Etymology
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gravid (adj.)

"pregnant," 1590s, from Latin gravidus "loaded, full, swollen; pregnant with child," from gravis "burdened, heavy," from PIE root *gwere- (1) "heavy." Related: Gravidity. Gravidation "pregnancy" is attested from mid-15c.

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gravigrade (adj.)

"walking with heavy steps," 1839, probably via French, a modern scientific compound from Latin gravis "heavy" (from PIE root *gwere- (1) "heavy") + gradi "to walk" (from PIE root *ghredh- "to walk, go").

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grief (n.)

early 13c., "hardship, suffering, pain, bodily affliction," from Old French grief "wrong, grievance, injustice, misfortune, calamity" (13c.), from grever "afflict, burden, oppress," from Latin gravare "make heavy; cause grief," from gravis "weighty" (from PIE root *gwere- (1) "heavy"). Meaning "mental pain, sorrow" is from c. 1300. Good grief as an exclamation of surprise, dismay, etc., is from 1912.

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gravamen (n.)

1640s, "grievance," from Late Latin gravamen "trouble, physical inconvenience" (in Medieval Latin, "a grievance"), literally "a burden," from Latin gravare "to burden, make heavy, weigh down; oppress," from gravis "heavy" (from PIE root *gwere- (1) "heavy"). Specifically, in law, "part of the accusation which weighs most heavily against the accused." Related: Gravaminous.

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aggravation (n.)

late 15c., "an increasing in gravity or seriousness," from French aggravation, from Late Latin aggravationem (nominative aggravatio), noun of action from past-participle stem of Latin aggravare "make heavier," figuratively "to embarrass further, increase in oppressiveness," from ad "to" (see ad-) + gravare "weigh down," from gravis "heavy" (from PIE root *gwere- (1) "heavy"). The sense of "irritation" is from 1610s.

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gravitate (v.)

1640s, "exert weight; move downward" (obsolete), from Modern Latin gravitare (16c. in scientific writing), from Latin gravitas "heaviness, weight," from gravis "heavy" (from PIE root *gwere- (1) "heavy"). Meaning "be affected by gravity" is from 1690s. Figurative sense "be strongly attracted to, have a natural tendency toward" is from 1670s. Related: Gravitated; gravitating. The classical Latin verb was gravare "to make heavy, burden, oppress, aggravate."

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grieve (v.)

c. 1200, transitive, "to make worried or depressed; to make angry, enrage;" also "to be physically painful, cause discomfort;" c. 1300 as "cause grief to, disappoint, be a cause of sorrow;" also "injure, harass, oppress," from tonic stem of Old French grever "afflict, burden, oppress," from Latin gravare "make heavy; cause grief," from gravis "weighty" (from PIE root *gwere- (1) "heavy"). Intransitive sense of "be sorry, lament" is from c. 1400. Related: Grieved; grieving.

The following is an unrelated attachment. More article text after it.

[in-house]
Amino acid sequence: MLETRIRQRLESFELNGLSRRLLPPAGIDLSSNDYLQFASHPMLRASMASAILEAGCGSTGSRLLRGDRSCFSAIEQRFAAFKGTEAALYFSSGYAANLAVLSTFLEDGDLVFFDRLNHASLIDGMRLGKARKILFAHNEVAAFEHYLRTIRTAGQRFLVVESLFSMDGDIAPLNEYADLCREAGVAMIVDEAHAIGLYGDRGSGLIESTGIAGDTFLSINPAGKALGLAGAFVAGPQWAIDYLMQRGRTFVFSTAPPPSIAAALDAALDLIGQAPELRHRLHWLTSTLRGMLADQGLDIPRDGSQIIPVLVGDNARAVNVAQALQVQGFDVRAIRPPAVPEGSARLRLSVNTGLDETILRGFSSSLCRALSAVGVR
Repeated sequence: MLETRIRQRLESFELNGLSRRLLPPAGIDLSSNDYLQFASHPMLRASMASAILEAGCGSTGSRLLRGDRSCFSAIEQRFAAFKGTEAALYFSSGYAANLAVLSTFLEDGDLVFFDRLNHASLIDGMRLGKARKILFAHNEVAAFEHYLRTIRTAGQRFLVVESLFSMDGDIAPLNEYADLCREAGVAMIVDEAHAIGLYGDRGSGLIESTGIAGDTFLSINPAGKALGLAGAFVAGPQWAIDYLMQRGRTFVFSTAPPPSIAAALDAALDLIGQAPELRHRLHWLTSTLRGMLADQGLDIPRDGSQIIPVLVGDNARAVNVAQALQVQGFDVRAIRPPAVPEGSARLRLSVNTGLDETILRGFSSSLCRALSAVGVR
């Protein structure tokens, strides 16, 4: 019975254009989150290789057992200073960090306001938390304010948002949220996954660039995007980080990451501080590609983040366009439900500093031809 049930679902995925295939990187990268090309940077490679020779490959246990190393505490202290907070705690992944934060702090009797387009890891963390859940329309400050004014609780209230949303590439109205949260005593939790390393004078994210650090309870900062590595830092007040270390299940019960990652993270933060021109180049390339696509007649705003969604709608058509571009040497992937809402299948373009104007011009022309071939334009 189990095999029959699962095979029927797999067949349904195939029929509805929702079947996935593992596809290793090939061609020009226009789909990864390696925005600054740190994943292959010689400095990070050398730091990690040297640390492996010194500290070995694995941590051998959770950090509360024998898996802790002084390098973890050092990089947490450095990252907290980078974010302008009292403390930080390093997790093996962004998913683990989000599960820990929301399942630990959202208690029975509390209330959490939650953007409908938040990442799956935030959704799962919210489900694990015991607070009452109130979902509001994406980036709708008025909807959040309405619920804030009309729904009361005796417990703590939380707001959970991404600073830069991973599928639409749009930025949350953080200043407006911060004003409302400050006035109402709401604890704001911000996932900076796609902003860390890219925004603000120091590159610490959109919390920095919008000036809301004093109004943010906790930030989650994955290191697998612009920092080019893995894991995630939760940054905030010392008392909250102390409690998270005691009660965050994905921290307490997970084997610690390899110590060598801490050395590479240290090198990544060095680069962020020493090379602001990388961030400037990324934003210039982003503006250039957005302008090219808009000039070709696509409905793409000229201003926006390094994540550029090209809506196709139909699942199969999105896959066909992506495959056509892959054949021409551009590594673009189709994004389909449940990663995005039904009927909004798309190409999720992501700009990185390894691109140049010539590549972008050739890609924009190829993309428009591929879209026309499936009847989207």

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aggrieve (v.)

c. 1300, agreven, "to disturb, trouble, attack," from Old French agrever "make worse, make more severe" (Modern French aggraver), from Latin aggravare "make heavier; make worse or more oppressive," from ad "to" (see ad-) + gravare "weigh down," from gravis "heavy" (from PIE root *gwere- (1) "heavy"). The spelling was corrected to agg- in French 14c., in English 15c. Related: Aggrieved; aggrieving.

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grave (adj.)

1540s, "influential, respected; marked by weighty dignity," from French grave (Old French greve "terrible, dreadful," 14c.), from Latin gravis, "heavy, ponderous, burdensome, loaded; pregnant;" of matters, "weighty, important;" of sounds, "deep, low, bass;" figuratively "oppressive, hard to bear, troublesome, grievous," from PIE root *gwere- (1) "heavy."

In English, the sense "solemn, sober" is from 1580s; of immaterial things, "important, serious" 1590s. Greek barys (opposed to kouphos) also was used figuratively, of suffering, sorrow, sobbing, and could mean "oppressive, burdensome, grave, dignified, impressive." The noun meaning "accent mark over a vowel" is c. 1600, from French.

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gravity (n.)

c. 1500, "weight, dignity, seriousness, solemnity of deportment or character, importance," from Old French gravité "seriousness, thoughtfulness" (13c.) and directly from Latin gravitatem (nominative gravitas) "weight, heaviness, pressure," from gravis "heavy" (from PIE root *gwere- (1) "heavy"). The scientific sense of "downward acceleration of terrestrial bodies due to gravitation of the Earth" first recorded 1620s.

The words gravity and gravitation have been more or less confounded; but the most careful writers use gravitation for the attracting force, and gravity for the terrestrial phenomenon of weight or downward acceleration which has for its two components the gravitation and the centrifugal force. [Century Dictionary, 1902]
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